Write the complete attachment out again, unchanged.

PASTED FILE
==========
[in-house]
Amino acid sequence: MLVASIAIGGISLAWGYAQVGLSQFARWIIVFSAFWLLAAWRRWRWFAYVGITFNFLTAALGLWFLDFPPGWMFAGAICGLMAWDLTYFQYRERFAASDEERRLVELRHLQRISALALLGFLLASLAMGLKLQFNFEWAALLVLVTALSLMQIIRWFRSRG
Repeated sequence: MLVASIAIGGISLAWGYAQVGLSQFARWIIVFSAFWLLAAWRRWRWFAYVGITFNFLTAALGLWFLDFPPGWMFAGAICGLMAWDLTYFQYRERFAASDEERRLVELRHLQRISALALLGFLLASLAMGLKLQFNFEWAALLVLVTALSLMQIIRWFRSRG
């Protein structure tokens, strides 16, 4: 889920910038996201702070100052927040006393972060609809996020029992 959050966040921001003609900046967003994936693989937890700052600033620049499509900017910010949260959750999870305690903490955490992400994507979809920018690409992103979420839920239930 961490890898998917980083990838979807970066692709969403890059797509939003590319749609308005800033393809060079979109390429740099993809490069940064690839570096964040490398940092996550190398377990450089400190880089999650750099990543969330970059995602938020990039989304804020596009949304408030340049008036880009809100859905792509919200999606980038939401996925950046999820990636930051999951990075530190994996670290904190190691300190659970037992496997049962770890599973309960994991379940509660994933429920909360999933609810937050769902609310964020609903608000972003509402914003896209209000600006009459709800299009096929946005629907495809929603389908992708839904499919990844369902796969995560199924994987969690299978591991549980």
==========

[in-house]
Amino acid sequence: MLVASIAIGGISLAWGYAQVGLSQFARWIIVFSAFWLLAAWRRWRWFAYVGITFNFLTAALGLWFLDFPPGWMFAGAICGLMAWDLTYFQYRERFAASDEERRLVELRHLQRISALALLGFLLASLAMGLKLQFNFEWAALLVLVTALSLMQIIRWFRSRG
Repeated sequence: MLVASIAIGGISLAWGYAQVGLSQFARWIIVFSAFWLLAAWRRWRWFAYVGITFNFLTAALGLWFLDFPPGWMFAGAICGLMAWDLTYFQYRERFAASDEERRLVELRHLQRISALALLGFLLASLAMGLKLQFNFEWAALLVLVTALSLMQIIRWFRSRG
């Protein structure tokens, strides 16, 4: 889920910038996201702070100052927040006393972060609809996020029992 959050966040921001003609900046967003994936693989937890700052600033620049499509900017910010949260959750999870305690903490955490992400994507979809920018690409992103979420839920239930 961490890898998917980083990838979807970066692709969403890059797509939003590319749609308005800033393809060079979109390429740099993809490069940064690839570096964040490398940092996550190398377990450089400190880089999650750099990543969330970059995602938020990039989304804020596009949304408030340049008036880009809100859905792509919200999606980038939401996925950046999820990636930051999951990075530190994996670290904190190691300190659970037992496997049962770890599973309960994991379940509660994933429920909360999933609810937050769902609310964020609903608000972003509402914003896209209000600006009459709800299009096929946005629907495809929603389908992708839904499919990844369902796969995560199924994987969690299978591991549980």